(Excerpt) Back in the 1970's the Baby Boom generation changed the way babies are born in the U.S. by demanding a more natural approach to pregnancy, childbirth, and postnatal care. This momentous transformation came about through a "perfect storm" of forces that converged over several decades to result in maternity care that was more humane, less medicalized, and more family-centered, according to the book Family Centered Maternity Care by Celeste R. Phillips.
Today a similar "perfect storm" seems to be brewing as Baby Boomers approach the later years of their lives and face aging and dying in a society that is fearful and avoidant of these realities. Like childbirth in the 1930's, dying in current times is viewed as a "pathological process" that requires medical intervention and control.
Even though some experts say the natural childbirth movement has taken a few steps backward in recent times, there is much to be learned from the evolution of family-centered maternity care in our society. Those of us who long for a similar breakthrough in the end-of-life movement would be wise to study this history and the "lessons learned" from decades of struggle for a humane, respectful and dignified approach to the special event of birth.
3 Key Factors of the "Perfect Storm"
In a review of the milestone events of the natural childbirth crusade as presented by Phillips in her book, three key factors stand out that can also be seen in the end-of-life movement:
1. Medical Pioneers
Pioneers such as Drs. Ferdinand Lamaze and Robert Bradley in the natural childbirth movement and Dr. Elizabeth Kubler-Ross, Dame Cicely Saunders, Drs. Ira Byock and Atul Gawande in the end-of-life movement, have braved the criticism of their peers in medicine to campaign for changes in long-held beliefs and practices. Both the natural childbirth and end-of-life movements have benefitted from the presence of courageous visionaries within the halls of conventional medicine who have dared to challenge the status quo with revolutionary new ideas.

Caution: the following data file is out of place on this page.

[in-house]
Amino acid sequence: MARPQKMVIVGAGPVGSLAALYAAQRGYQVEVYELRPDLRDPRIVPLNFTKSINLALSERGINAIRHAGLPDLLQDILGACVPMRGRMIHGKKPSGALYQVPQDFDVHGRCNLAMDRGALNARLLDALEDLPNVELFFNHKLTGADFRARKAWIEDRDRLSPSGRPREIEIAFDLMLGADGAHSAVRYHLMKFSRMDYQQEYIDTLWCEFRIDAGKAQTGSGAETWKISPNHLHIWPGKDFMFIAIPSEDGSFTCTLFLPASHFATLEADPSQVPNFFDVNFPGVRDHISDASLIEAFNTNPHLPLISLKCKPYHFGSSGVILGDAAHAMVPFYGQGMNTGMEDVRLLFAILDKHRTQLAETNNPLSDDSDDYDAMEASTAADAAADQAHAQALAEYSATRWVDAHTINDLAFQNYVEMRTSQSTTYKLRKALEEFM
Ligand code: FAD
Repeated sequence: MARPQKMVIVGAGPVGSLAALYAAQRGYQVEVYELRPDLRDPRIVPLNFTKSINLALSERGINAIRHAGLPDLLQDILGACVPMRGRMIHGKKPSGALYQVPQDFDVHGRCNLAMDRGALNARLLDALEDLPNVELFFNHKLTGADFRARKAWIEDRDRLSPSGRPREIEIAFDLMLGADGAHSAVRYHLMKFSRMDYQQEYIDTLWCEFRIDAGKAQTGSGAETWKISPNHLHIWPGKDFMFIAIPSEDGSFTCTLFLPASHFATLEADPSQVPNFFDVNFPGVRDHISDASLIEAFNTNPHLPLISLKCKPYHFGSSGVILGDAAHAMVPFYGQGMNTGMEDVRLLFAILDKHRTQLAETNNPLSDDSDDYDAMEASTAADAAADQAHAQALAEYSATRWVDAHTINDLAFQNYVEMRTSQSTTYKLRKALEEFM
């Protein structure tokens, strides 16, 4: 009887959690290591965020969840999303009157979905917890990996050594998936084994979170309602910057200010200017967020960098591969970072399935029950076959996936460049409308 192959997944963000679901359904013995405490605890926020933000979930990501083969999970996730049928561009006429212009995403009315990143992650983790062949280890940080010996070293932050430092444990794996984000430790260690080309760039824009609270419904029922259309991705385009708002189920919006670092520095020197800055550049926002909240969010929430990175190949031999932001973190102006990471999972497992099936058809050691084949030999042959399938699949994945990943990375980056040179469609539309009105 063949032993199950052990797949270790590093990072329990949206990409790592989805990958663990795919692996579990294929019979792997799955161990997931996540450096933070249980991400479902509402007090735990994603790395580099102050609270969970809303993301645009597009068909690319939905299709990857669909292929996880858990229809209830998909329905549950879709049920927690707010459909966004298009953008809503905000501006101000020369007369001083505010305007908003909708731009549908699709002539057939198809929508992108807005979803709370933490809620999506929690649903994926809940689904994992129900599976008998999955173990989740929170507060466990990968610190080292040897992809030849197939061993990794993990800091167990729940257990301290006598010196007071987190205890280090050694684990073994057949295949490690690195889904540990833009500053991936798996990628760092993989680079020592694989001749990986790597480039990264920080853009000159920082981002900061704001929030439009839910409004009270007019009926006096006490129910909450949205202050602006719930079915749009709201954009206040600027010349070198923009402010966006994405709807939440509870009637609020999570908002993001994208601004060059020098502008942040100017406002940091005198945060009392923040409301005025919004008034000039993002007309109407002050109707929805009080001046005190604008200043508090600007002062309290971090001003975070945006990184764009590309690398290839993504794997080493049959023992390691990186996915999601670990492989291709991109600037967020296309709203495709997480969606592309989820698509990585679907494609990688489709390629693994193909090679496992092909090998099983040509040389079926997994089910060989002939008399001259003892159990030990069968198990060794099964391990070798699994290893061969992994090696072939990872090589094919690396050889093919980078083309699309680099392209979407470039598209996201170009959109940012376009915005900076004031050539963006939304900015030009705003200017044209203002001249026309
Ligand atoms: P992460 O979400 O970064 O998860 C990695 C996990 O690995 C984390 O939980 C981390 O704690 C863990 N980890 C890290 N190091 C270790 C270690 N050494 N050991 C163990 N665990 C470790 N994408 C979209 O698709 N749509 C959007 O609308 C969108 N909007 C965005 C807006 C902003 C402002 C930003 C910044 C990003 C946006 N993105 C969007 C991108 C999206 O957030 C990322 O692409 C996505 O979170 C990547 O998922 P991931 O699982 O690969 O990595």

2. Grassroots Movements
Phillips writes that a number of grassroots movements began to spring up in the 1950's through the -70's that empowered women to make their own choices for their bodies, their lives and their families.
The end-of-life movement is currently experiencing an upsurge in grassroots movements such as the National Home Funeral Alliance and the Green Burial Council, among many others. Individuals are being empowered to prepare for the end-of-life by creating advance directives for their healthcare and to demand the type of care they want to receive. The transformation that occurred in childbirth in past decades informs us that similar change can happen in the end-of-life arena if the current grassroots movements continue to gain momentum.
3. Media Attention
According to Phillips, the natural childbirth movement was also advanced with the help of articles in popular magazines and the release of the book Our Bodies, Ourselves.